Grasping at Straws: Leap Day

Welcome to Grasping at Straws, the weekly blog where the unheralded, the underappreciated, and the long forgotten get their time to shine! Each week, I will “make the case” for an unpopular opinion regarding any topic or category of culture and life. Suggestions for future topics will be taken and considered at any of Sour Power’s social media channels, but please, keep it classy.

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Everyone loves holidays. We should have more holidays. I’ve written about this before.

There’s one holiday that we have the opportunity to create that would be the most anticipated and potentially most fervently celebrated. I am, of course, referring to Leap Day, a phenomenon that we allow to simply come and go every four years. Guys, this is literally a day that DOES NOT OCCUR for 3/4 of our lives! Every street in the world should resemble a championship parade for the entire 24 hours each leap year between February 28 and March 1. Leap Day should be the reason every household owns calendars for the next 4 years just so we can circle the date.

Before I officially make the case for why Leap Day deserves to be one of our culture’s most significant days, I’d like to present a little background. The existence of Leap Day is entirely tied to the Earth’s revolution cycle around the Sun. It takes 365 days and just under 6 hours for our planet to complete one revolution, which means that an extra day must be added every four years in order to keep our calendars synced up with nature (24 hours in a day divided by 6 extra hours each year = extra day every 4 years). Since it’s not exactly 365.25 days, Leap Day is skipped every 100 years, except years which are perfectly divisible by 400. This means that the years 1600, 2000, and 2400 are leap years, while the years 1700, 1800, 1900, 2100, 2200, 2300, and 2500 are “common” years. Everyone following?

Leap Day’s built-in connection with Earth and the Sun basically predetermines it to have an extra level of importance. If you think about it, Leap Day is basically the day in which our man-made construction of time realigns with nature. That sounds like a cause for celebration to me. Halloween only came about because some ancient Celtics (not Bill Russell) believed that spirits roamed the Earth on October 31 and offerings must be made for their protection. Gradually, this evolved into the enormously popular and commercialized holiday it is today. If Halloween can become what it is off of pure folklore, what’s stopping Leap Day, a day grounded in scientific significance, from developing into an all-out bonanza?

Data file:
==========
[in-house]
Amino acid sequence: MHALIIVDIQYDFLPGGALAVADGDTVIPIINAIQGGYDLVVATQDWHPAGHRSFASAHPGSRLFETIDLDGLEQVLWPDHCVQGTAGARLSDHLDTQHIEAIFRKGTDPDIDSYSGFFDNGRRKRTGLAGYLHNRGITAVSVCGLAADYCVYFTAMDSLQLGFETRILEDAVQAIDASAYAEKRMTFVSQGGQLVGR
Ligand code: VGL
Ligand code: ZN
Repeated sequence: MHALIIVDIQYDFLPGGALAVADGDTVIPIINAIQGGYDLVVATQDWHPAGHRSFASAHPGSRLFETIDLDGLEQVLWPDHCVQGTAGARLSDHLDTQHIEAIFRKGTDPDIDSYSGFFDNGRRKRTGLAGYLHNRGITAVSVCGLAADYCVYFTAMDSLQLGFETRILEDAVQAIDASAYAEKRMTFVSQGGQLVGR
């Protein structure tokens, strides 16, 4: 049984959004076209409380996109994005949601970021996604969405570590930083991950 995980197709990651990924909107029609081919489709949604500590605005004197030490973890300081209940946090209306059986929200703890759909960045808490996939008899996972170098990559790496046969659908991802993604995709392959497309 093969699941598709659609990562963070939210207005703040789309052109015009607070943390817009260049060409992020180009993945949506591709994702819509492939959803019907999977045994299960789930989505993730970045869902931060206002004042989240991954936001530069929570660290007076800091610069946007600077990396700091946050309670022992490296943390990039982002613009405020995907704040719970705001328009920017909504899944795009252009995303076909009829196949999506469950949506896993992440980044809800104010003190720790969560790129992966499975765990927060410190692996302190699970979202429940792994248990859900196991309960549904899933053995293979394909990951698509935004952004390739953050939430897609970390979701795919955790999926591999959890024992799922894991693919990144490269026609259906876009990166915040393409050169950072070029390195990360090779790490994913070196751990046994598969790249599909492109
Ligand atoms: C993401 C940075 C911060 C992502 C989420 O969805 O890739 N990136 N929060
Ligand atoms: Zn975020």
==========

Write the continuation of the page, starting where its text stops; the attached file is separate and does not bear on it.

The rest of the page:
Obviously, I’m not suggesting we just devolve into anarchy every four years on February 29. Leap Day should be closer to a Super New Year, the day to celebrate making it through another year, only multiplied by 4. However, there still needs to be some sort of structure. For our Leap Day festivities, I’m not willing to settle for blue-and-yellow decor and a mascot that lives in the Mariana Trench and emerges to trade children’s tears for candy like in 30 Rock. No, we need to dream bigger.

For starters, each person who was legitimately born on a Leap Day should be treated like Freddie Mercury at one of his famous house parties. Those patient, patient people deserve royal treatment on their day that we are all co-opting. In fact, they should be allowed to live above the law, Purge-style. Maybe. I could be getting carried away already. Possibly.